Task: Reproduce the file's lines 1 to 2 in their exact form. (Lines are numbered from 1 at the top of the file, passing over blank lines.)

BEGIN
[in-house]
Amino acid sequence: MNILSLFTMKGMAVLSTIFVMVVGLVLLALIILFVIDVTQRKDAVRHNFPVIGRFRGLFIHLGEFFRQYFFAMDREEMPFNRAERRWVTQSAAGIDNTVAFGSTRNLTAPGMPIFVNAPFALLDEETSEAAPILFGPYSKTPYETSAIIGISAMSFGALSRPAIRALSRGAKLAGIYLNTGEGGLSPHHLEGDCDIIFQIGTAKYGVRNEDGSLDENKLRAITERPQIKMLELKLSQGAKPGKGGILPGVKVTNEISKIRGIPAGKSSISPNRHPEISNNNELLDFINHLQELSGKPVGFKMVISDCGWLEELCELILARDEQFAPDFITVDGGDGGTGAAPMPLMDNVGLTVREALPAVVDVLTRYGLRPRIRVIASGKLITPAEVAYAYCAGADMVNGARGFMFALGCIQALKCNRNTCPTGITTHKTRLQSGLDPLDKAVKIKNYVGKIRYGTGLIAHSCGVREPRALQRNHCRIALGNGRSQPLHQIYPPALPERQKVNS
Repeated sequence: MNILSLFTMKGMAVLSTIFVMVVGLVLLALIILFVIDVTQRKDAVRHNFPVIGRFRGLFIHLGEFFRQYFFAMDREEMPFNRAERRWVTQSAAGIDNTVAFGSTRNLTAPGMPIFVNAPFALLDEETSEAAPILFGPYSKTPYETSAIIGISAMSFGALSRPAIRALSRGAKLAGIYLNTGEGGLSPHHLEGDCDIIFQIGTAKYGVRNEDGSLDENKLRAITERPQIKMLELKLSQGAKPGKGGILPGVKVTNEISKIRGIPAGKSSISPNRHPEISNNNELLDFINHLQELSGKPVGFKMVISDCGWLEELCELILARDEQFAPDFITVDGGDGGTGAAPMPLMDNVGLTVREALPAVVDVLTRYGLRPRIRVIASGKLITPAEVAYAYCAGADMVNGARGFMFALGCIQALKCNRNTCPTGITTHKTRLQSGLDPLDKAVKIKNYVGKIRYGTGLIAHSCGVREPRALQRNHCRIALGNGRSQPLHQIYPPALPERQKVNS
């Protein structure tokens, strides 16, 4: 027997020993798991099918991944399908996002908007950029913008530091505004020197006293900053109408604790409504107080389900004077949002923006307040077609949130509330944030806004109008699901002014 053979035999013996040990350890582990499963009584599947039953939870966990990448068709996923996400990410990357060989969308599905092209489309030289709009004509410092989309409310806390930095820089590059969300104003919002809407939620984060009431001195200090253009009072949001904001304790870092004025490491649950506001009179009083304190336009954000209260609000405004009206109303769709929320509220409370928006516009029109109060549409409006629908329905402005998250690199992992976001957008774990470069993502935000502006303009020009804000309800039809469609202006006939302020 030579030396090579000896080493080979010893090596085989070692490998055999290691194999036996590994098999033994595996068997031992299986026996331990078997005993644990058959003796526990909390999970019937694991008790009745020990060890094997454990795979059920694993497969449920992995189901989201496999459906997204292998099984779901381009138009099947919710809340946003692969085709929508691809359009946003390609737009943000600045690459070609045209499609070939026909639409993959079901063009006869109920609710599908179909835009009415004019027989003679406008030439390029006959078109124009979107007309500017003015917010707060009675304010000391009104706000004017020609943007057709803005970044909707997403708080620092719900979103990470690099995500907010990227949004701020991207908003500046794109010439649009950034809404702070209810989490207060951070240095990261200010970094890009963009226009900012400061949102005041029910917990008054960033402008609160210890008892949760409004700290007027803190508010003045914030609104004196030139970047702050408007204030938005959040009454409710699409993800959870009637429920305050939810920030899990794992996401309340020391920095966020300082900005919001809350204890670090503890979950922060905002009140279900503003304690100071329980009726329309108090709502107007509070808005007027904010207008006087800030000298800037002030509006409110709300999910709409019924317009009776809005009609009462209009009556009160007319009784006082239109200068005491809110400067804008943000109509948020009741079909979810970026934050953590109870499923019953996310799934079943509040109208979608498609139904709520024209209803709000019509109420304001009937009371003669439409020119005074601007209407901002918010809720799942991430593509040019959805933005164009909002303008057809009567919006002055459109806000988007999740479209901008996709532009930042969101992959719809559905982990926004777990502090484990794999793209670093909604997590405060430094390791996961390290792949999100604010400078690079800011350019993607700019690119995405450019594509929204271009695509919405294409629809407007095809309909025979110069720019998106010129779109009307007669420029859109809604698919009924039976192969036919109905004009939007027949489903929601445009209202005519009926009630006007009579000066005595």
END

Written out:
[in-house]
Amino acid sequence: MNILSLFTMKGMAVLSTIFVMVVGLVLLALIILFVIDVTQRKDAVRHNFPVIGRFRGLFIHLGEFFRQYFFAMDREEMPFNRAERRWVTQSAAGIDNTVAFGSTRNLTAPGMPIFVNAPFALLDEETSEAAPILFGPYSKTPYETSAIIGISAMSFGALSRPAIRALSRGAKLAGIYLNTGEGGLSPHHLEGDCDIIFQIGTAKYGVRNEDGSLDENKLRAITERPQIKMLELKLSQGAKPGKGGILPGVKVTNEISKIRGIPAGKSSISPNRHPEISNNNELLDFINHLQELSGKPVGFKMVISDCGWLEELCELILARDEQFAPDFITVDGGDGGTGAAPMPLMDNVGLTVREALPAVVDVLTRYGLRPRIRVIASGKLITPAEVAYAYCAGADMVNGARGFMFALGCIQALKCNRNTCPTGITTHKTRLQSGLDPLDKAVKIKNYVGKIRYGTGLIAHSCGVREPRALQRNHCRIALGNGRSQPLHQIYPPALPERQKVNS